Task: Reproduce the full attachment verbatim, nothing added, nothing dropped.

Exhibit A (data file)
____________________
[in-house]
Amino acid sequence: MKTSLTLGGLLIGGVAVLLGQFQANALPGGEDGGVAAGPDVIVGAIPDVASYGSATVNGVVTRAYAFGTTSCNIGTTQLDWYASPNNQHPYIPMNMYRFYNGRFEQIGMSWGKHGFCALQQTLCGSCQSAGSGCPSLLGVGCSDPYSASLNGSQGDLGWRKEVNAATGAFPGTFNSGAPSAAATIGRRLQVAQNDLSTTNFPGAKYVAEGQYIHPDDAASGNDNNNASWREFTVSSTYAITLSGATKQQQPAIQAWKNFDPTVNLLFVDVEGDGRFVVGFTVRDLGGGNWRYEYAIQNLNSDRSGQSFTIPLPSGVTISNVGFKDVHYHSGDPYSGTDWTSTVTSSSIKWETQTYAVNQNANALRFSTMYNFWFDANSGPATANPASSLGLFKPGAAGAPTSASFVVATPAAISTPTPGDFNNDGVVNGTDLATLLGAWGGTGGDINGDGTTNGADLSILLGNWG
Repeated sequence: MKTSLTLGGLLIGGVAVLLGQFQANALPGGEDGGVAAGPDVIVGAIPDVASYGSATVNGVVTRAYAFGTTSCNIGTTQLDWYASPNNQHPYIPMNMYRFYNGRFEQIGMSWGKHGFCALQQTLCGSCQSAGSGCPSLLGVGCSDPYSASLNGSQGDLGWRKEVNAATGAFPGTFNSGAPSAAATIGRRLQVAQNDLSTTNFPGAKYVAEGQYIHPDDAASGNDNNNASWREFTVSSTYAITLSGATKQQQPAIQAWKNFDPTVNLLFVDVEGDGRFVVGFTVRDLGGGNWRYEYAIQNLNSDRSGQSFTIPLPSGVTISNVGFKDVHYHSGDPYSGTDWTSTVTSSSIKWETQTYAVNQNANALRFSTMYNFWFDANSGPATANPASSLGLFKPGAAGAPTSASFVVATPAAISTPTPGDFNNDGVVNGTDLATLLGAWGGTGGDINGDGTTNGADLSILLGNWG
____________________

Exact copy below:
[in-house]
Amino acid sequence: MKTSLTLGGLLIGGVAVLLGQFQANALPGGEDGGVAAGPDVIVGAIPDVASYGSATVNGVVTRAYAFGTTSCNIGTTQLDWYASPNNQHPYIPMNMYRFYNGRFEQIGMSWGKHGFCALQQTLCGSCQSAGSGCPSLLGVGCSDPYSASLNGSQGDLGWRKEVNAATGAFPGTFNSGAPSAAATIGRRLQVAQNDLSTTNFPGAKYVAEGQYIHPDDAASGNDNNNASWREFTVSSTYAITLSGATKQQQPAIQAWKNFDPTVNLLFVDVEGDGRFVVGFTVRDLGGGNWRYEYAIQNLNSDRSGQSFTIPLPSGVTISNVGFKDVHYHSGDPYSGTDWTSTVTSSSIKWETQTYAVNQNANALRFSTMYNFWFDANSGPATANPASSLGLFKPGAAGAPTSASFVVATPAAISTPTPGDFNNDGVVNGTDLATLLGAWGGTGGDINGDGTTNGADLSILLGNWG
Repeated sequence: MKTSLTLGGLLIGGVAVLLGQFQANALPGGEDGGVAAGPDVIVGAIPDVASYGSATVNGVVTRAYAFGTTSCNIGTTQLDWYASPNNQHPYIPMNMYRFYNGRFEQIGMSWGKHGFCALQQTLCGSCQSAGSGCPSLLGVGCSDPYSASLNGSQGDLGWRKEVNAATGAFPGTFNSGAPSAAATIGRRLQVAQNDLSTTNFPGAKYVAEGQYIHPDDAASGNDNNNASWREFTVSSTYAITLSGATKQQQPAIQAWKNFDPTVNLLFVDVEGDGRFVVGFTVRDLGGGNWRYEYAIQNLNSDRSGQSFTIPLPSGVTISNVGFKDVHYHSGDPYSGTDWTSTVTSSSIKWETQTYAVNQNANALRFSTMYNFWFDANSGPATANPASSLGLFKPGAAGAPTSASFVVATPAAISTPTPGDFNNDGVVNGTDLATLLGAWGGTGGDINGDGTTNGADLSILLGNWG